If you want to understand the next leader of Europe’s most powerful and important nation, get your hands on a copy of Stasiland by Ann Funder.

This brilliant book deals with the emotional scars left on the entire East German population by the Stasi – the state secret police.

The Stasi spied on neighbours, friends and families. It ran a system of informers and snitches so extensive that even the KGB thought it was over the top. As a result, East Germans were a terrified people locked into their socialist paradise.

I remember as a student getting a train from East Berlin to Prague in the summer of 1989 – a few months before the regime collapsed. As the train snaked through the still bombed out remains of Dresden, I struck up conversation with my fellow travellers – a husband and wife. After a few minutes, the man told me that their son was in prison for the crime of trying to leave the country.

His wife told him to be quiet because, although I was clearly foreign, the Stasi were everywhere. He didn’t open his mouth again and remained almost frozen, eyes fixed on his plastic shoes, for the rest of the journey.

This is the paranoid twilight world in which Angela Merkel grew up. It is a world a million miles away from the traditional, cosy, corporate world of the Christian Democratic Union party that she now heads.

The party is dominated by Catholic west German men and she is the daughter of a Lutheran pastor. She is an outsider. Close colleagues suggest that she does not trust people; and given where she has come from, it is not hard to see why. Yet this diminutive physicist from the East could well be the key to the future direction of Germany and Europe.

East Germans – her people – suffered more than other Germans in the past 100 years. They experienced close to 60 years of totalitarianism, first under Hitler and then under a series of Moscow stooges who imprisoned them both physically and mentally up to 1990.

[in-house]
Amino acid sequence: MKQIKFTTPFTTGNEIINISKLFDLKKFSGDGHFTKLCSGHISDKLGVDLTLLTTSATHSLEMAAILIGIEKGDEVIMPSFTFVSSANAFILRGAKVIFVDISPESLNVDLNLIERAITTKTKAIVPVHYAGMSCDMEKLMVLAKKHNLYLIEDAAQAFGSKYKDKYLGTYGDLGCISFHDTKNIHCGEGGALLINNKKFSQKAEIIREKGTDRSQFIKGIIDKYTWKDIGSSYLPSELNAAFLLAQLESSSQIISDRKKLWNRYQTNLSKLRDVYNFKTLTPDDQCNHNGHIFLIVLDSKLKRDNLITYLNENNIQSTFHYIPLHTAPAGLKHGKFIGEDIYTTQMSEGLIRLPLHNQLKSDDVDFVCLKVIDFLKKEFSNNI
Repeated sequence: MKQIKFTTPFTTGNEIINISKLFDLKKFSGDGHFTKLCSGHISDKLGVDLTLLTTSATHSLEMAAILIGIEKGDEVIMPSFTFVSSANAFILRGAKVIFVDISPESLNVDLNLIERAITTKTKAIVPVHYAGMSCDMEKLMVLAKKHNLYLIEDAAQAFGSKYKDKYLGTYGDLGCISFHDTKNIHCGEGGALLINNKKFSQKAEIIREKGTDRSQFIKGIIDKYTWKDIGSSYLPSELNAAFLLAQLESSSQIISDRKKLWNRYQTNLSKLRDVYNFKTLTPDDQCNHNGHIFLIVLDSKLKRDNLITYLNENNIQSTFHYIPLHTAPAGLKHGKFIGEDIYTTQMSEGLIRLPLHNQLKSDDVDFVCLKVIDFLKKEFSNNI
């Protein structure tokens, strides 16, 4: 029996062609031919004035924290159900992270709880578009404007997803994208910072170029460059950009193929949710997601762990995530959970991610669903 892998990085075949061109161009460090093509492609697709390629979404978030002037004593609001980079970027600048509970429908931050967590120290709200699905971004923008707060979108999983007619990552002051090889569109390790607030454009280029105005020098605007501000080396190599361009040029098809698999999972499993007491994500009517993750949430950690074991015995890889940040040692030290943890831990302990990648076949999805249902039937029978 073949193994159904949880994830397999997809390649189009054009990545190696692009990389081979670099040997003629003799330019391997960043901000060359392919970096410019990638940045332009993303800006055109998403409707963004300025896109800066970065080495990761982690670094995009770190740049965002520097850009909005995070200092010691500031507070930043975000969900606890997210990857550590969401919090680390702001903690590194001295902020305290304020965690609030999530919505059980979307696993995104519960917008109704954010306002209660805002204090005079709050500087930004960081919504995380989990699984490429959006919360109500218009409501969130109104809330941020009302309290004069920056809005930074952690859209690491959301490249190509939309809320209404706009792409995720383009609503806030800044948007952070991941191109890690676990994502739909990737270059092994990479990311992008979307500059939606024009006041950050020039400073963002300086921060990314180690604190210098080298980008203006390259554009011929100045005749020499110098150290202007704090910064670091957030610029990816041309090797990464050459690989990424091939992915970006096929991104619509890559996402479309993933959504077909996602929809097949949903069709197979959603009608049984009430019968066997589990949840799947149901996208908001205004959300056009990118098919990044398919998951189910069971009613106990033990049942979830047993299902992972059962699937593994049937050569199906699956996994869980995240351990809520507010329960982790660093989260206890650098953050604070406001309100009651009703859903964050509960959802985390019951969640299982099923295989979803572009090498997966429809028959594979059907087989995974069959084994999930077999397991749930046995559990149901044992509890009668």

During unification they had to suffer the humiliation of being the pathetic, grabbing little brother that existed on handouts from a grudging sibling in the West.

The social dislocation of unification has been traumatic for the majority of Ossies (as they are still known in what was West Germany). However, this very experience is what makes Merkel different.

She has seen her people go through a most unedifying transition, when they lost their country, their jobs and their sense of dignity. If they could withstand it, the westerners could withstand some degree of turmoil, albeit something much milder, like reform of their welfare state.

She is a politician devoid of nostalgia.

Like many central Europeans, she has no political heritage to draw from. Her ideological slate was blank in 1990, and she is more persuaded by free-market economics than the �cradle to the grave” welfare system – the so-called Rhineland capitalism – that dominates traditional German politics.

She is more like the free marketers of the Baltics and the Czech Republic than the traditional CDU corporatist supporters. She has no longing for the West Germany of the 1970s and 1980s with its high wages, high social security and generous handouts, because she never experienced it. So when she says she will change Germany’s economy, she means it.